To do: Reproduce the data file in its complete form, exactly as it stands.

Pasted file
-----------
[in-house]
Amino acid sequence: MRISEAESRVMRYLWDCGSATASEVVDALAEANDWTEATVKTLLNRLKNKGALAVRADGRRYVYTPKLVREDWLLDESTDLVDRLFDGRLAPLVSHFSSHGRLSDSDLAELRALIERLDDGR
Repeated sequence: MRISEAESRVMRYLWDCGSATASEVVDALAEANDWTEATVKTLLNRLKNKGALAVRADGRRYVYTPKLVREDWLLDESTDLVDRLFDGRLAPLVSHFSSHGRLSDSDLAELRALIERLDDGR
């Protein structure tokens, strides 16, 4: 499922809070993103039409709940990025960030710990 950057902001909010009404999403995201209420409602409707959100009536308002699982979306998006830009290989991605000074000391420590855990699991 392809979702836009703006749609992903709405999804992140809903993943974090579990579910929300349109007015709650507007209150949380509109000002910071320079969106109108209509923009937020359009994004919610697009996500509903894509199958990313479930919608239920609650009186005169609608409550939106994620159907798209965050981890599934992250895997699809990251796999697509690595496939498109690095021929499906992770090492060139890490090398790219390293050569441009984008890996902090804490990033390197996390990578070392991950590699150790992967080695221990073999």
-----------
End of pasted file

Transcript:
[in-house]
Amino acid sequence: MRISEAESRVMRYLWDCGSATASEVVDALAEANDWTEATVKTLLNRLKNKGALAVRADGRRYVYTPKLVREDWLLDESTDLVDRLFDGRLAPLVSHFSSHGRLSDSDLAELRALIERLDDGR
Repeated sequence: MRISEAESRVMRYLWDCGSATASEVVDALAEANDWTEATVKTLLNRLKNKGALAVRADGRRYVYTPKLVREDWLLDESTDLVDRLFDGRLAPLVSHFSSHGRLSDSDLAELRALIERLDDGR
């Protein structure tokens, strides 16, 4: 499922809070993103039409709940990025960030710990 950057902001909010009404999403995201209420409602409707959100009536308002699982979306998006830009290989991605000074000391420590855990699991 392809979702836009703006749609992903709405999804992140809903993943974090579990579910929300349109007015709650507007209150949380509109000002910071320079969106109108209509923009937020359009994004919610697009996500509903894509199958990313479930919608239920609650009186005169609608409550939106994620159907798209965050981890599934992250895997699809990251796999697509690595496939498109690095021929499906992770090492060139890490090398790219390293050569441009984008890996902090804490990033390197996390990578070392991950590699150790992967080695221990073999």